Reading Team USA’s match reports from this Women’s World Cup is like being in “Groundhog Day.” Friday’s victory over China was a rehash of the same thing I’ve seen for three weeks now.

Many experts are concerned that, even though the U.S. team is winning, it has a misfiring offense. Has it mattered? Not a bit.

The Americans are 90 minutes away from the final. There are 20 teams from all over the globe that started the competition but are now sitting at home watching on TV, wishing they had a “misfiring” attack.

Some criticism is valid, and it’s reasonable to expect the country ranked second in the world to be scoring more goals. But it doesn’t matter what the statistics about possession and completed passes and shots on target read at the end of the game; if you can’t put the ball in the back of the net, eventually that will come back and bite you in the you-know-what.

But it’s important to realize that the U.S. team has been the favorite in every contest so far. Each nation it has faced has planned to nullify and destroy, with players packing the defensive third of the field and concentrating on defending, not attacking.

Even when the Americans scored just six minutes into the second half against China, their opponents changed neither their formation nor their style. They didn’t go gung-ho for a tying goal, remaining cautious about leaving gaps for the Americans’ front line to exploit.

It’s hard to find space and create chances against teams playing this way at the top international tournament, whether it’s for men or women. When the Ivory Coast tried a more attack-minded style in the group stage, Germany repeatedly ripped it apart in a 10-0 rout.

Those same Germans are next up for the U.S. and, when the men met in the group stage at last year’s World Cup, a narrow German victory was good enough to send the Americans through to the next round. But for the women to progress, only a win will do against this formidable foe.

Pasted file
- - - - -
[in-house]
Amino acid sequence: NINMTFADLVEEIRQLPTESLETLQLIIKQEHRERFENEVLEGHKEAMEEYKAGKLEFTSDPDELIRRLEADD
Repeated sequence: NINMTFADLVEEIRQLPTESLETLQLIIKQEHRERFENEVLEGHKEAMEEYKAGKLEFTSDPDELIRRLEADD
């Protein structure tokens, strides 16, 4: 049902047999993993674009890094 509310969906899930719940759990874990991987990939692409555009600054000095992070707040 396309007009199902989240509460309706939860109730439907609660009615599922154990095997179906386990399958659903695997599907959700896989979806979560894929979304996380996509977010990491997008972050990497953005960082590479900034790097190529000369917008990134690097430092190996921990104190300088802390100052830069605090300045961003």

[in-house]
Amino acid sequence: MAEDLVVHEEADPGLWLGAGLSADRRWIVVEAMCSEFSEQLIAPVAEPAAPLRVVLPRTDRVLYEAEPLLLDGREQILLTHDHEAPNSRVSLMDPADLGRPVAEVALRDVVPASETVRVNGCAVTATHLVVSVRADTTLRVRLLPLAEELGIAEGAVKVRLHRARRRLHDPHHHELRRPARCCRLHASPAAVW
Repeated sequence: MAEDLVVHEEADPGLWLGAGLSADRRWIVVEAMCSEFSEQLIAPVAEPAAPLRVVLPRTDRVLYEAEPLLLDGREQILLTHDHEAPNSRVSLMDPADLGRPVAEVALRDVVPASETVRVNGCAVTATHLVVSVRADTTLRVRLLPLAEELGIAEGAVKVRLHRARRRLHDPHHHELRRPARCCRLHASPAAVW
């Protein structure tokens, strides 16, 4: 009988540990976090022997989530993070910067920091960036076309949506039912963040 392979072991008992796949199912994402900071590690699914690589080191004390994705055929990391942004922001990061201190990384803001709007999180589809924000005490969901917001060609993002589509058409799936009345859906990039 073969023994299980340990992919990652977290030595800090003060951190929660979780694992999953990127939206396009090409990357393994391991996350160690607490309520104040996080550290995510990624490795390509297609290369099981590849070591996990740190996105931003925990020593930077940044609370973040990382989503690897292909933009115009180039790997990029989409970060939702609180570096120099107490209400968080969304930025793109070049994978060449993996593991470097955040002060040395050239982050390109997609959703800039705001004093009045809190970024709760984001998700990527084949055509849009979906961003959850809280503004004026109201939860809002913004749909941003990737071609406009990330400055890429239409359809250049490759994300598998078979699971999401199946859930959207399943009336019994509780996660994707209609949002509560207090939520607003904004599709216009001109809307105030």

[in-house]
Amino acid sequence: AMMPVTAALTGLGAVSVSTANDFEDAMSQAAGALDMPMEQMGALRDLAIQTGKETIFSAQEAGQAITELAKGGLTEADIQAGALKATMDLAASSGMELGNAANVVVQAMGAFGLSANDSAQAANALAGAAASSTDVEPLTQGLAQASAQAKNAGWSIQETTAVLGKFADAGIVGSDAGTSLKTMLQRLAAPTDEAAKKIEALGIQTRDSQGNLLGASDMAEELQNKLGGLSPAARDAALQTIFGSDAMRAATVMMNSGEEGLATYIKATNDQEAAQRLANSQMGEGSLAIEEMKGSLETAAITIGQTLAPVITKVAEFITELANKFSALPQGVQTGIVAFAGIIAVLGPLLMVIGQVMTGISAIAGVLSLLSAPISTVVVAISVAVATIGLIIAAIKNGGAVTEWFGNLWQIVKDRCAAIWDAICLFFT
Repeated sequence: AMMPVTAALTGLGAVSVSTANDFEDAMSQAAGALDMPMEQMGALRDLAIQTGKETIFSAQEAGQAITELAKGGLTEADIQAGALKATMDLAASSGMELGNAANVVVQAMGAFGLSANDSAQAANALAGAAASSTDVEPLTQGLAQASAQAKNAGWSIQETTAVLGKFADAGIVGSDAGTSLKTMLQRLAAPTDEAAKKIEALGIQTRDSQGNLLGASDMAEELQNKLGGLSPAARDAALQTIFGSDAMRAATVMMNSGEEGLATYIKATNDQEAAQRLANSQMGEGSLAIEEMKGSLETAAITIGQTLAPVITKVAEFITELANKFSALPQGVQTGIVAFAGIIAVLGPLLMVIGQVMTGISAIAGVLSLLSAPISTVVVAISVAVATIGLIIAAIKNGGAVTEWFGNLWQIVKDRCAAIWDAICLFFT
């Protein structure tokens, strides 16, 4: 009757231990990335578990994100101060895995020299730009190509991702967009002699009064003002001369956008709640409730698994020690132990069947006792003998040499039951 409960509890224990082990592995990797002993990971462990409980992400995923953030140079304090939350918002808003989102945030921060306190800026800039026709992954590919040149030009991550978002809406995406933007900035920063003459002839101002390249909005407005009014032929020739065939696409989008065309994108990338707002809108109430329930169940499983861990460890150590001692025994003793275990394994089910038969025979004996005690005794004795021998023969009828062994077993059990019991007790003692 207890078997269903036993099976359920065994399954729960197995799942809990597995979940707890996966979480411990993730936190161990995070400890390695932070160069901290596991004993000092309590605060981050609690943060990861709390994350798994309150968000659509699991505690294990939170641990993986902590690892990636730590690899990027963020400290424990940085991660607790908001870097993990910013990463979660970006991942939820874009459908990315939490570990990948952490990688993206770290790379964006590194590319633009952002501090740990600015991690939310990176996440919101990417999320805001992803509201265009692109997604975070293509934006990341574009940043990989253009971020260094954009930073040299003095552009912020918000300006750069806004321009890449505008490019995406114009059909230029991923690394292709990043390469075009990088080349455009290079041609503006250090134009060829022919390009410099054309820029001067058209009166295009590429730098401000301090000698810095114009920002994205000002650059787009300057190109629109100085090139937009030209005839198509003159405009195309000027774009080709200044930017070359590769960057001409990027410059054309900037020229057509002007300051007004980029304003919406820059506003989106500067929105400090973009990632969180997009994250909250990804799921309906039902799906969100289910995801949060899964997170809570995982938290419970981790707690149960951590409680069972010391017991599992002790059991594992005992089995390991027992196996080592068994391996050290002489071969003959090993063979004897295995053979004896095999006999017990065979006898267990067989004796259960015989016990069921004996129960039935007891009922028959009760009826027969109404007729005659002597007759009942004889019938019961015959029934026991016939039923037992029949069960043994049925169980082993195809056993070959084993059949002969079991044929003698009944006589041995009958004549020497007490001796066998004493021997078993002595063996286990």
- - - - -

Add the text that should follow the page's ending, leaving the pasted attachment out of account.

World Cup winners in 2003 and 2007, Germany also has won the past six European championships. It notched 15 goals in the first stage and five more in the two games since. The Germans may be officially rated the best in the world, but they only squeaked past France in the quarterfinals after a narrow win on penalty kicks in what was the tournament’s best match to date.

The French were superb, but missed chances and a contentious penalty kick awarded to the Germans in the dying minutes cost them dearly. But they showed the Americans that the Germans are vulnerable to pace and precision passing and, if the U.S. strikers find their form, they will be confident they can make it to Sunday’s final.

If the U.S. prevails, it will play Japan or England, which knocked out host Canada on Saturday. By claiming two second-stage matches to make it this far, the England women have won as many tournament knockout games in five days as the men have managed in 25 years.

But experience is vital at this level, and the U.S. team has been here before. The win over China meant it has reached at least the semifinals of every major international tournament it has ever played. And a World Cup in Canada is the nearest thing — geographically and metaphorically — to hosting it on home soil.

The Americans have gone more than seven hours without conceding a goal and have only allowed one through five games. If the defense keeps a clean sheet, then at worst the match goes to penalty kicks, while a single half-chance may be enough to win it.

The Germans overcame a spirited French resistance, but now they have to defeat the battle-hardened Americans to rule the world. I think we may have heard this story before, and hopefully it will end the same way — with an American win.